Meeting broadband targets in Europe
16 January 2012 |
An uncertain economic climate is likely to prove a huge obstacle for European countries looking to pursue ambitious FTTH targets during 2012.
The vulnerability of the markets in Italy, Portugal and Spain means that some fibre plans may even be put on hold depending upon how the Euro crisis develops. In Italy, for instance, the country’s unstable political scene and severe economic frailty is likely to have a strong impact on any fibre roll-out, with the Organisation for Economic Cooperation and Development predicting that the Italian economy will contract next year. It remains to be seen whether a memorandum of understanding between Telecom Italia, Fastweb, Wind, Vodafone Italia, Tiscali, BT’s Italian unit and 3 Italia for a national broadband network will come to fruition during 2012.
The UK also faces a potentially tricky year ahead, with any major broadband developments hinging on the proposed government funding for fibre roll-out to the final third of the population in rural areas. BT has been vying to secure the funding but their bid is being challenged by Fujitsu. If Fujitsu or any another party were to win the bid, this would certainly lead to a drastic shakeup of the UK market.
Other countries such as France, however, are expected to continue aggressive high-speed broadband deployments. The country’s larger operators – such as SSR, Iliad and Orange – have already embarked on FTTH deployment strategies which are expected to only gain momentum during 2012.
A more steady deployment of FTTH is expected to occur elsewhere. Holland appears in safe hands following the news that KPN has entered into a deal to acquire optical fibre company Reggefiber, and the company is predicted to continue its roll-out of fibre across the nation during 2012. Similarly Germany’s Deutsche Telekom is likely to announce some new public and private partnerships over the coming year.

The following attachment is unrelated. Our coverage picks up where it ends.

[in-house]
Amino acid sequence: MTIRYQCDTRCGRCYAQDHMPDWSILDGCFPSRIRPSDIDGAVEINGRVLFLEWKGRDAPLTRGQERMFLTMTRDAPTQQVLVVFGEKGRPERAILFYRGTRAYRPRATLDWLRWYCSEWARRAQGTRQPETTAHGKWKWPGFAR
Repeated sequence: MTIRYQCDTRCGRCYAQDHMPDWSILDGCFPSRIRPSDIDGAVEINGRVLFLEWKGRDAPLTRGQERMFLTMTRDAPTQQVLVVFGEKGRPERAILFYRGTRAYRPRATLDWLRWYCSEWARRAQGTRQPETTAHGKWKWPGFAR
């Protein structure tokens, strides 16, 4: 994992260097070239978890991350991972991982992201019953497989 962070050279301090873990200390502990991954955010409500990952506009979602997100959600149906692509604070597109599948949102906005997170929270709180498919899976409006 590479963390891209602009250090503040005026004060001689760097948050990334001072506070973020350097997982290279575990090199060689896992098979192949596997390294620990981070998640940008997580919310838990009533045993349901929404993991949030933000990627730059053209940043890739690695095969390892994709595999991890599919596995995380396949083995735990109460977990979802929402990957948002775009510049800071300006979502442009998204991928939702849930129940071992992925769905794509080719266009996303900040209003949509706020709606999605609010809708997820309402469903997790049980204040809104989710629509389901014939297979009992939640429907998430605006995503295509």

Overall, the FTTH push in western Europe will be concentrated in areas where there is a strong business case. Interestingly, some network service providers such as Denmark’s TDC have even begun leveraging FTTH deployment to also include mobile backhaul, due to difficulty in presenting a business case for mass market FTTH.
Charlie Davies, principal analyst at Ovum stresses that European markets are unlikely to compare to Asian markets in terms of FTTH penetration over the coming year or into the future due to population dispersal making the business case fundamentally different. She also believes that the European Commission’s broad targets for fibre speeds and access across Europe are unlikely to be achieved. “As we’ve seen on the economic front it’s not a homogonous whole and there is always going to be some compromise between targets that are set at a European level and the reality of what can actually happen on the ground,” she adds.
Developments in 2012
In the UK BT’s wireless platform Openreach is expected to complete plans to make its fibre-based infrastructure available to an additional 114 exchange points. By 2012, the company plans to double FTTC download speeds of 40Mbps, and eventually increase this to 100Mbps technology.
France Telecom-Orange and SFR are expected to bring the benefits of fibre to the rural areas of France from next year. The five year plan will eventually serve 9.8 million households in agglomerations where both operators have redundant deployment projects.
The European Union has set a Digital Agenda for Europe to have 100% broadband coverage by 2013, and to increase coverage bandwidth to 30Mbps for all Europeans by 2020 with 50% or more of European households subscribing to internet connections above 100Mbps.
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